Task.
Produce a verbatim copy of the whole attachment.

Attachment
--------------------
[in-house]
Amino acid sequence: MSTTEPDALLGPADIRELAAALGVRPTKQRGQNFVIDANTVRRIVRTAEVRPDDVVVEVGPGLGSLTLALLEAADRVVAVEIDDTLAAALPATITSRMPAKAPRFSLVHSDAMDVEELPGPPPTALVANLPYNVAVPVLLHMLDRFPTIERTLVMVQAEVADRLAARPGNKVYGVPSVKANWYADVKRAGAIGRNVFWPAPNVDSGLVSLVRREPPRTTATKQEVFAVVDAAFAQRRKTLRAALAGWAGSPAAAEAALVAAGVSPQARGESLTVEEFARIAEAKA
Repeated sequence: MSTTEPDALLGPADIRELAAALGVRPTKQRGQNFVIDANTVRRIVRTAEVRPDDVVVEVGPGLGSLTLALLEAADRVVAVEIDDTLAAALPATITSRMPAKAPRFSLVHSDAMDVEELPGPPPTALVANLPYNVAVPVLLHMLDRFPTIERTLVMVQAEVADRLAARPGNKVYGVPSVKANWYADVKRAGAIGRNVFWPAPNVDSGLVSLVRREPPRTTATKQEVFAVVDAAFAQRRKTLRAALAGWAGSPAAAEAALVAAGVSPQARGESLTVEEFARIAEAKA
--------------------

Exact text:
[in-house]
Amino acid sequence: MSTTEPDALLGPADIRELAAALGVRPTKQRGQNFVIDANTVRRIVRTAEVRPDDVVVEVGPGLGSLTLALLEAADRVVAVEIDDTLAAALPATITSRMPAKAPRFSLVHSDAMDVEELPGPPPTALVANLPYNVAVPVLLHMLDRFPTIERTLVMVQAEVADRLAARPGNKVYGVPSVKANWYADVKRAGAIGRNVFWPAPNVDSGLVSLVRREPPRTTATKQEVFAVVDAAFAQRRKTLRAALAGWAGSPAAAEAALVAAGVSPQARGESLTVEEFARIAEAKA
Repeated sequence: MSTTEPDALLGPADIRELAAALGVRPTKQRGQNFVIDANTVRRIVRTAEVRPDDVVVEVGPGLGSLTLALLEAADRVVAVEIDDTLAAALPATITSRMPAKAPRFSLVHSDAMDVEELPGPPPTALVANLPYNVAVPVLLHMLDRFPTIERTLVMVQAEVADRLAARPGNKVYGVPSVKANWYADVKRAGAIGRNVFWPAPNVDSGLVSLVRREPPRTTATKQEVFAVVDAAFAQRRKTLRAALAGWAGSPAAAEAALVAAGVSPQARGESLTVEEFARIAEAKA